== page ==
A demonstration of the tone arm damping using modeling clay was then attempted with the following components: a Phillips turntable, ADC XLM cartridge, Van Alstine Model One preamp, Van Alstine modified Dynaco 400, and Cizek Model One speakers. After playing sections of the EMI pressing of Holst's Planets (Previn/LSO) both with and without the clay connected to the head-shell, Van Alstine polled members as to whether or not they heard a difference (about half did) and whether the clay improved the sound (no clear consensus on this). Because of time pressures, great care could not be taken in this A/B test, and significant factors (e.g., tracking force) were only approximately equal. Recognizing this, Van Alstine suggested that each member of the audience try it on his own system and see if it works.

The ensuing question and answer session was lively and often heated, with Van Alstine being challenged on several of his assertions. Two of the most controversial points seemed to be his cavalier attitude toward electronic specifications (on the ad sheet for his preamp he cites as a damping factor "unit should not get wet") and his claim that substituting higher quality parts in a well designed amplifier would a priori result in a better sounding component. On the former, Van Alstine said that he really didn't know the precise frequency response of his preamp but that it was essentially flat to within one dB "over several megahertz." He argued that this was of little importance anyway since, in his view, "raw differences in frequency response" were not a major factor in the differences between the sounds of preamps. This comment led to a heated exchange between Mark Davis of MIT and Van Alstine, Davis reporting that in tests done by BAS members, it was found that provided that noise was kept to a reasonable level, frequency response was the most significant factor in determining the sonic performance of a preamp. Further, Davis stated, once the relative frequency responses of various preamps were carefully matched, they became sonically indistinguishable. Van Alstine doubted that this was the case.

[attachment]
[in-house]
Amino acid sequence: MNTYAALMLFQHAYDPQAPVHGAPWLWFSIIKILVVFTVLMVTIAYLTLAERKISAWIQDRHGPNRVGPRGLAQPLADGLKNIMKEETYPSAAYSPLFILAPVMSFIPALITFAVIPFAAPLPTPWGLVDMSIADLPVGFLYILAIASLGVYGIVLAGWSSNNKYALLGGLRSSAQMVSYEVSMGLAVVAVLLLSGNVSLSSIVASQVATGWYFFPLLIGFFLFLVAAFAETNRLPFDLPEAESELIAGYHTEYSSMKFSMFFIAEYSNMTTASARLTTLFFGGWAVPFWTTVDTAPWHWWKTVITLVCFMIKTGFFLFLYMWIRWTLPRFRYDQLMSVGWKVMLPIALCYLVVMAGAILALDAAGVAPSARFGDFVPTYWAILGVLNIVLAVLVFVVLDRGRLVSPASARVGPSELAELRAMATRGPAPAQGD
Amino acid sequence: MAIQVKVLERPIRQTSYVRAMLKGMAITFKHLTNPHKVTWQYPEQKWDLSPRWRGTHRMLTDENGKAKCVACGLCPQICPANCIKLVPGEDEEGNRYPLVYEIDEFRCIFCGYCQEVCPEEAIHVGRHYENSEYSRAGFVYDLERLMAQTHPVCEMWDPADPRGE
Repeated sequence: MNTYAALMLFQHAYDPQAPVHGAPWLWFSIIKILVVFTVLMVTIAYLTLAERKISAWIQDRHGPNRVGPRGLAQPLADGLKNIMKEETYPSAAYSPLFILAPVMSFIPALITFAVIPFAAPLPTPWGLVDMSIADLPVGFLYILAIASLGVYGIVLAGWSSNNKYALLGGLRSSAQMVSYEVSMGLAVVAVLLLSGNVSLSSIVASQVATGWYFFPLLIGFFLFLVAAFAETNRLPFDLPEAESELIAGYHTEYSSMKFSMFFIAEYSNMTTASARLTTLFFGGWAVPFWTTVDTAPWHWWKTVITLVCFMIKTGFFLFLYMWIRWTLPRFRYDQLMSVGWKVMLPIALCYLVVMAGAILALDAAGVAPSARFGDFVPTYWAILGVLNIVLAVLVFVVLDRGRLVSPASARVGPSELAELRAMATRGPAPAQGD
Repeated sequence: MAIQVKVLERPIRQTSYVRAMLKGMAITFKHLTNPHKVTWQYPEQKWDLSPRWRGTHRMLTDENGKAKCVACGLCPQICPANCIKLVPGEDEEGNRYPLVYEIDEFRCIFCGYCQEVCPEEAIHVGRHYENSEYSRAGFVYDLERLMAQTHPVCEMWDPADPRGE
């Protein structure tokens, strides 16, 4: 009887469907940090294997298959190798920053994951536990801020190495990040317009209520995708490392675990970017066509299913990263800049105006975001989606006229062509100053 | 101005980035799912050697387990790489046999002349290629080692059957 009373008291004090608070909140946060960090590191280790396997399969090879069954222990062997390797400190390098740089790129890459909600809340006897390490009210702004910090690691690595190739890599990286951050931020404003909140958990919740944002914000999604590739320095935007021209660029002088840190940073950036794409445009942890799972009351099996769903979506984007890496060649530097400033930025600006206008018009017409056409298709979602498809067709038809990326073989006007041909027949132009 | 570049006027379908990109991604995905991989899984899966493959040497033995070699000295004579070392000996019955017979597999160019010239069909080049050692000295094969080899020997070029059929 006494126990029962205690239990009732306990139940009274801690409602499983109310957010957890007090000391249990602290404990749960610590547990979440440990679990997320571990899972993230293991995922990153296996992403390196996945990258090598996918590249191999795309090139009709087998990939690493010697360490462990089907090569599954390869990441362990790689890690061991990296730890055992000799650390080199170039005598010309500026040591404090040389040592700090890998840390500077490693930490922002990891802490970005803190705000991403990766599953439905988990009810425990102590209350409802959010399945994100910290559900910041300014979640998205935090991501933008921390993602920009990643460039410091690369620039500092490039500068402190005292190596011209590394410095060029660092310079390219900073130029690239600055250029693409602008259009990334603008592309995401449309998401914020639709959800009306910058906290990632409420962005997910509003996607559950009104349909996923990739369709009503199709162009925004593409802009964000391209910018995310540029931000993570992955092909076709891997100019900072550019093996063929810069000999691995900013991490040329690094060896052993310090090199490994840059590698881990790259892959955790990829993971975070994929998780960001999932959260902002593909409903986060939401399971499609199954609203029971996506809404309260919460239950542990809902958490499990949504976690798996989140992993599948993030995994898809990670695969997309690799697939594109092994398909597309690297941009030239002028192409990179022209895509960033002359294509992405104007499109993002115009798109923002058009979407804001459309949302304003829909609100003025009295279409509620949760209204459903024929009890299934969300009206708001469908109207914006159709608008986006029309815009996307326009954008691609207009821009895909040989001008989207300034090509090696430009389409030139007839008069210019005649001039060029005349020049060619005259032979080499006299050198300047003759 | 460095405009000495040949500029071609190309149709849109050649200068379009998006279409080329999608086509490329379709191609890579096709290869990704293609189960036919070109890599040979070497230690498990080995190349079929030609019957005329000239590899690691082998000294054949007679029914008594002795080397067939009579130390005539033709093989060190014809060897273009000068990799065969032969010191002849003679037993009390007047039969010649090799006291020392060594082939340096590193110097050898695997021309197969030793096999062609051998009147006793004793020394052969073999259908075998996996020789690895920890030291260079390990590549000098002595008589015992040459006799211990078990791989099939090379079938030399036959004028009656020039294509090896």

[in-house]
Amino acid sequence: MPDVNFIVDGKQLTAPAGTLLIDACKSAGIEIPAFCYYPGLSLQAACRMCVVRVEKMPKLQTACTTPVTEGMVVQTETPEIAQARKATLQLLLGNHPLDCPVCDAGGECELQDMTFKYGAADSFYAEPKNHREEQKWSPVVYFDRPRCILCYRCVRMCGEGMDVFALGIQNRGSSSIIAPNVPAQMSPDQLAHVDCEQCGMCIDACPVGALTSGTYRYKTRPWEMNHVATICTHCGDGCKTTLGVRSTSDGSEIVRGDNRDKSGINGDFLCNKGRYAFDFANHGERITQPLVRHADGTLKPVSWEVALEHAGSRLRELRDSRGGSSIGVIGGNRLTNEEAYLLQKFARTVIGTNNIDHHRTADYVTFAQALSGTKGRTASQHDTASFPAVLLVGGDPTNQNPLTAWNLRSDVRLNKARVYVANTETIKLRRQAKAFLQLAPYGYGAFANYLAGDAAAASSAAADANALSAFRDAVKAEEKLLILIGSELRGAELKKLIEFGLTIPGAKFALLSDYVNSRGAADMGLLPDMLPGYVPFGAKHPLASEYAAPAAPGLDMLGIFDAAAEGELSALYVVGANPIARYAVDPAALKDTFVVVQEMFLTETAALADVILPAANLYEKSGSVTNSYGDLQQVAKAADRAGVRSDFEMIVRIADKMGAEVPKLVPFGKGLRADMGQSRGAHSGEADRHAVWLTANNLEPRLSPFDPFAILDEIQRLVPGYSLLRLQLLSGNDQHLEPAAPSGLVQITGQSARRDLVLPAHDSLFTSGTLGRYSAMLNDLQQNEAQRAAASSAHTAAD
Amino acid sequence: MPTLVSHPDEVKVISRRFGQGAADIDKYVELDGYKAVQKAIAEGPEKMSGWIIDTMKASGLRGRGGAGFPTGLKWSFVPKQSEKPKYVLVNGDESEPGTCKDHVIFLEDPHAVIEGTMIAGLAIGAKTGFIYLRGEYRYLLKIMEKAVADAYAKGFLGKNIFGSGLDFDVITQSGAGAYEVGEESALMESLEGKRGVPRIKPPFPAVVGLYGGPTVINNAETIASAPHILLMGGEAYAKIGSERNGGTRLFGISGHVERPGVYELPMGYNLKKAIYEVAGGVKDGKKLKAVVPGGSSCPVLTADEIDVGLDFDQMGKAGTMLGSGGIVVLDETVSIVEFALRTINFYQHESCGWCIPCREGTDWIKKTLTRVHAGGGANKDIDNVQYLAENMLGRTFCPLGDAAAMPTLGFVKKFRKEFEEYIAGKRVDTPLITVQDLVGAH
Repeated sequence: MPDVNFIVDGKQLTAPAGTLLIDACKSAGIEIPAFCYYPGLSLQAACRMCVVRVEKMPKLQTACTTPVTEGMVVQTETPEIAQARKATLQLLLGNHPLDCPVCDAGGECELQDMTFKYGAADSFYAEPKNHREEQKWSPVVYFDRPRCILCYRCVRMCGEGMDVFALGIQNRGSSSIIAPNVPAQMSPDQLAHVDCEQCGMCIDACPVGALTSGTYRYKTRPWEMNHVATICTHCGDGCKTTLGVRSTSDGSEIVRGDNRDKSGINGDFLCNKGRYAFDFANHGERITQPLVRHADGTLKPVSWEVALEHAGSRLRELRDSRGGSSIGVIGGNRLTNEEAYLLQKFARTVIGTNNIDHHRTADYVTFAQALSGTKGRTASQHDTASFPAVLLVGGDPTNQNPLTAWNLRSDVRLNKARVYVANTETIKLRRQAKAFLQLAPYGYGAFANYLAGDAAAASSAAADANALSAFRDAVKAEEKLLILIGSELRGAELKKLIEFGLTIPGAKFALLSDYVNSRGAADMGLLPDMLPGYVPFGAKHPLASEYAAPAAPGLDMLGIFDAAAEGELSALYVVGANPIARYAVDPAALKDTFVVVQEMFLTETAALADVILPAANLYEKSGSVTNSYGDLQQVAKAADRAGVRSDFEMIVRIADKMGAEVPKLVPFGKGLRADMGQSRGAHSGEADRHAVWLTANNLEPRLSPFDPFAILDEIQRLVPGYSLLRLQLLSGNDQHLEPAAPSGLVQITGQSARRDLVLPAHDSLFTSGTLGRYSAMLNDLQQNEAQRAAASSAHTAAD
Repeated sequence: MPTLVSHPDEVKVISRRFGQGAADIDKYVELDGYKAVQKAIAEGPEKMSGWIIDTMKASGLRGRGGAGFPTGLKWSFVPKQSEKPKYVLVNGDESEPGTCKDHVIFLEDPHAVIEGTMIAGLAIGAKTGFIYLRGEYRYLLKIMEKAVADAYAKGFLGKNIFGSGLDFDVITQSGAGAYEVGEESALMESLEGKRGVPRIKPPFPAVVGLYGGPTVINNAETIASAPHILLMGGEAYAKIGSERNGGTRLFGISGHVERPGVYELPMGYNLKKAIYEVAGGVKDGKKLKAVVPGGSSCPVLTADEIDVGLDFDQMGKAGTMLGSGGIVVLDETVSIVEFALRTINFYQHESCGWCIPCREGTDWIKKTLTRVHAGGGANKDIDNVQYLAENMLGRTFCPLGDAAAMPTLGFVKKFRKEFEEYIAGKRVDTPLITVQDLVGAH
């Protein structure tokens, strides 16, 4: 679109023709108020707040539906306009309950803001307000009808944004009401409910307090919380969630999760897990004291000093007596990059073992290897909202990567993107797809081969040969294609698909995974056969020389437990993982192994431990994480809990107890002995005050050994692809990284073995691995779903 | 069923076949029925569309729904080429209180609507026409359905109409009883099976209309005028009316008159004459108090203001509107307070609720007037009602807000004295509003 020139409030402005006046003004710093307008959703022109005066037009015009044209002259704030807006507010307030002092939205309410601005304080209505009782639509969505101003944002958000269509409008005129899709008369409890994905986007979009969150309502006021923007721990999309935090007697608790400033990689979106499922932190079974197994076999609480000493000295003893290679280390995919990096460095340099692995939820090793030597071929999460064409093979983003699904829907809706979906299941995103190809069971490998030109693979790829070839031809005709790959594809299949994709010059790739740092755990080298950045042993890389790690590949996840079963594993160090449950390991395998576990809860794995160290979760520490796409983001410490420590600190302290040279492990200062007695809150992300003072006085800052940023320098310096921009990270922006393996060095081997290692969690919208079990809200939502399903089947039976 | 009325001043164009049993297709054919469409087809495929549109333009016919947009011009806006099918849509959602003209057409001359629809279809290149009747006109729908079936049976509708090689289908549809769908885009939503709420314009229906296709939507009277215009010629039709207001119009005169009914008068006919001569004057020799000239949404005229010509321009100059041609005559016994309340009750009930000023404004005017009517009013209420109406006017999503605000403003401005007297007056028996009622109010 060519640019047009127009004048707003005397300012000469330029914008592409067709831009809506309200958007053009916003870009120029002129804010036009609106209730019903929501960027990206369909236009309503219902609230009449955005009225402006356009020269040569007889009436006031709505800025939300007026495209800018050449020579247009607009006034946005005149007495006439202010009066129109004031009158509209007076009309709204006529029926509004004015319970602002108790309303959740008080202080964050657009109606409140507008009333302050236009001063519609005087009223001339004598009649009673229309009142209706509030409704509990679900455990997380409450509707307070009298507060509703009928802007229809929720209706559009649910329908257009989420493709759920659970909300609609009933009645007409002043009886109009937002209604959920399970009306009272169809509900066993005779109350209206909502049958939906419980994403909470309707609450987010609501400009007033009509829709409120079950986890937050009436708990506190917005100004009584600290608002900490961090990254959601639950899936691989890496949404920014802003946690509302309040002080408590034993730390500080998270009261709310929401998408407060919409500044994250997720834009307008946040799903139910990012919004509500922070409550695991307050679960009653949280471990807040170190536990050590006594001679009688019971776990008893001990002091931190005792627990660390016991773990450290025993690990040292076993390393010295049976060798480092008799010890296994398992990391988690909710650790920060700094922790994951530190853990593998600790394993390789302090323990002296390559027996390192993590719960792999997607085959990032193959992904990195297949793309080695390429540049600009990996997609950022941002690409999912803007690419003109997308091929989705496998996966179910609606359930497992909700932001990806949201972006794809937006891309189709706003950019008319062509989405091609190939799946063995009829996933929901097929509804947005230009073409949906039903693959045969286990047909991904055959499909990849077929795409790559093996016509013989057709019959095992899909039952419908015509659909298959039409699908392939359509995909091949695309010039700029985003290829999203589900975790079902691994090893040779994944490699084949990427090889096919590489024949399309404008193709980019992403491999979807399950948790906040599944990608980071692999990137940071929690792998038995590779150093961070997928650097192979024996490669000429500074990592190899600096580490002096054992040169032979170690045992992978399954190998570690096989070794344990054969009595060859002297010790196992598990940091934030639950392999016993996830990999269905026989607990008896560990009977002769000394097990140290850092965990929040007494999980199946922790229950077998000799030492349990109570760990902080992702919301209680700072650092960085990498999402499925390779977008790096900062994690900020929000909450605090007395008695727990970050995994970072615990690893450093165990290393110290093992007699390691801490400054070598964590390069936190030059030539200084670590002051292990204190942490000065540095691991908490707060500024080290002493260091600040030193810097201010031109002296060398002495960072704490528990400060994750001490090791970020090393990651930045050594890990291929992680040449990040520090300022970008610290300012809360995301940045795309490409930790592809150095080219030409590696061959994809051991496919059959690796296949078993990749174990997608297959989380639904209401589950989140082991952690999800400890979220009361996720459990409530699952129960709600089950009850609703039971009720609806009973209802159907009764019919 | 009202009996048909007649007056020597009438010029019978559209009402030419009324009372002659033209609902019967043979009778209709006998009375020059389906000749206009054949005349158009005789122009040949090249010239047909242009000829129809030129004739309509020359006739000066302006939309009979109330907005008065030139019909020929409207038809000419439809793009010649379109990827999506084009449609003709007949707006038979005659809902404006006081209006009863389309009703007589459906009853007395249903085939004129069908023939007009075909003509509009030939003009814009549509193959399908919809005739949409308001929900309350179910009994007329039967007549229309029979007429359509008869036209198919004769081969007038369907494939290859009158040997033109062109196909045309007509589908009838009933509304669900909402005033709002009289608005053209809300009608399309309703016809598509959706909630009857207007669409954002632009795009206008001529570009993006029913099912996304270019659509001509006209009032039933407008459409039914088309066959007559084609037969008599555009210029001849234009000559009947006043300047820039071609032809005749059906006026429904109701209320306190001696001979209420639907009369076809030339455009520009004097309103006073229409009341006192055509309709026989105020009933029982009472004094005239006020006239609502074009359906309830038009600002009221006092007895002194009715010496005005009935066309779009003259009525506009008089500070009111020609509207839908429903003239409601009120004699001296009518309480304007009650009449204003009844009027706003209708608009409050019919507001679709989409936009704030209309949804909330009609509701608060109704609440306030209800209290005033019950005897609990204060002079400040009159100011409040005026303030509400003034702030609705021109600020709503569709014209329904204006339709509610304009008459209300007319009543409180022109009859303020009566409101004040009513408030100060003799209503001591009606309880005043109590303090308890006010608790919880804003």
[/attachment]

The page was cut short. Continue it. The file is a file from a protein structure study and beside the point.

Davis also challenged Van Alstine's assertion that replacing 5% carbon composition resistors with 1% metal film units necessarily results in a better sounding unit. Davis argued that he could design an amplifier with a THD of . 0001% using only 5% carbon composition resistors and, since this amount of distortion was inaudible, he doubted the causal relationship Van Alstine was asserting existed between metal film resistors and sonic improvement. Van Alstine replied that this was a case of a distortion specification which, while applicable to sine waves, was largely irrelevant in the case of asymmetrical transients (music) and was therefore a specification which would not correlate well with how the unit sounded, and so on it went. None of these issues was resolved at the meeting, but the exchange of views did reveal with some clarity the wide range of assumptions, often quite contrary, which are held in the audiophile community. -- Richard Glidewell